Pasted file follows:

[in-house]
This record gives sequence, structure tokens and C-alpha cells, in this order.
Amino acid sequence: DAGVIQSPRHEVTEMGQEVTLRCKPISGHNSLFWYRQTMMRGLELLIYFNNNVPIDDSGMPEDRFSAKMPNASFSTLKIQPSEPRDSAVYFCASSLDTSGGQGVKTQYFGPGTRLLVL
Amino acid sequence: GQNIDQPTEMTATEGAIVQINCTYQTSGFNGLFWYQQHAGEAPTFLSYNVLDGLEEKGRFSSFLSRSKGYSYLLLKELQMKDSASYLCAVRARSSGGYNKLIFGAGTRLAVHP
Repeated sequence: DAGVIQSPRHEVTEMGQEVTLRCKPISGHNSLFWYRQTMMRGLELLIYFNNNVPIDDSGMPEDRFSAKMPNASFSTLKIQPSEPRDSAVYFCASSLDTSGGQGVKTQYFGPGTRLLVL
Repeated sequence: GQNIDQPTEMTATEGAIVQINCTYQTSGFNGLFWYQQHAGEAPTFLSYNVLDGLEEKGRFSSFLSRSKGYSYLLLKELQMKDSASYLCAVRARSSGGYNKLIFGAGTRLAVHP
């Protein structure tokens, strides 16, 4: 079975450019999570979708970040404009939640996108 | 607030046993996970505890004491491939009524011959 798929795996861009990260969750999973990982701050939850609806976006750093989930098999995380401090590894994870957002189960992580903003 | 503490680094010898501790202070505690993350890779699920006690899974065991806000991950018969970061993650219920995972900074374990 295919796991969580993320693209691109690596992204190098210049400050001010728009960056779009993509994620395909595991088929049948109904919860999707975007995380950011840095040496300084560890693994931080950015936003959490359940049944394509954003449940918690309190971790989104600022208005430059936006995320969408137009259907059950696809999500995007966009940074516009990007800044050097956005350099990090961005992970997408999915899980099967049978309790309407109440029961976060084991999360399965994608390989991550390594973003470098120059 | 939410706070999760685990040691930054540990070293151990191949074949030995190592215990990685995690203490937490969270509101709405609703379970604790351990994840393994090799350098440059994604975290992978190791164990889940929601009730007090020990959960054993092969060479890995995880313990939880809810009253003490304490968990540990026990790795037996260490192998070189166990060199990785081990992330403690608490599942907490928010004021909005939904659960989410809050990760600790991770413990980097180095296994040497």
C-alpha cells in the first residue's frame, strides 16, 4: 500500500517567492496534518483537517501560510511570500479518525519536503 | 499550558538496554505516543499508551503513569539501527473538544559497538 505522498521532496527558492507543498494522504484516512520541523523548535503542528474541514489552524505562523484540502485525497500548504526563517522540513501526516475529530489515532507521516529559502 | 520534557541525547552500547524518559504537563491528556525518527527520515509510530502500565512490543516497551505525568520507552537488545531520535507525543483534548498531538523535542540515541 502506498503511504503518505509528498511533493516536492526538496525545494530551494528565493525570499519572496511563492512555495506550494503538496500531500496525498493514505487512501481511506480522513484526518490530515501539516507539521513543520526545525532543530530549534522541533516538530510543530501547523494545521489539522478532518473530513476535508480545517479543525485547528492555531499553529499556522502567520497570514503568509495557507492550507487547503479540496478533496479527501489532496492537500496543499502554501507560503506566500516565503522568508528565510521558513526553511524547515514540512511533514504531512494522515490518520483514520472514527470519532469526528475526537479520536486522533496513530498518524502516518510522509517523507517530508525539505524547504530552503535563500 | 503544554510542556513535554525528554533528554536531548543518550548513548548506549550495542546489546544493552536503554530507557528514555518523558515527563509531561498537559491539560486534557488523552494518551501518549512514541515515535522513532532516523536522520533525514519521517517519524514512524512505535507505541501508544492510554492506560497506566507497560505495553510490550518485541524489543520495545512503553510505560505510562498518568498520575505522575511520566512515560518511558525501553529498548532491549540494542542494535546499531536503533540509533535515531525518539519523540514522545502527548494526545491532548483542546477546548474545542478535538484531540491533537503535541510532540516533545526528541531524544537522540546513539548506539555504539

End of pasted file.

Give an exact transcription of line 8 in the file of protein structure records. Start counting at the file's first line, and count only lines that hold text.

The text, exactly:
C-alpha cells in the first residue's frame, strides 16, 4: 500500500517567492496534518483537517501560510511570500479518525519536503 | 499550558538496554505516543499508551503513569539501527473538544559497538 505522498521532496527558492507543498494522504484516512520541523523548535503542528474541514489552524505562523484540502485525497500548504526563517522540513501526516475529530489515532507521516529559502 | 520534557541525547552500547524518559504537563491528556525518527527520515509510530502500565512490543516497551505525568520507552537488545531520535507525543483534548498531538523535542540515541 502506498503511504503518505509528498511533493516536492526538496525545494530551494528565493525570499519572496511563492512555495506550494503538496500531500496525498493514505487512501481511506480522513484526518490530515501539516507539521513543520526545525532543530530549534522541533516538530510543530501547523494545521489539522478532518473530513476535508480545517479543525485547528492555531499553529499556522502567520497570514503568509495557507492550507487547503479540496478533496479527501489532496492537500496543499502554501507560503506566500516565503522568508528565510521558513526553511524547515514540512511533514504531512494522515490518520483514520472514527470519532469526528475526537479520536486522533496513530498518524502516518510522509517523507517530508525539505524547504530552503535563500 | 503544554510542556513535554525528554533528554536531548543518550548513548548506549550495542546489546544493552536503554530507557528514555518523558515527563509531561498537559491539560486534557488523552494518551501518549512514541515515535522513532532516523536522520533525514519521517517519524514512524512505535507505541501508544492510554492506560497506566507497560505495553510490550518485541524489543520495545512503553510505560505510562498518568498520575505522575511520566512515560518511558525501553529498548532491549540494542542494535546499531536503533540509533535515531525518539519523540514522545502527548494526545491532548483542546477546548474545542478535538484531540491533537503535541510532540516533545526528541531524544537522540546513539548506539555504539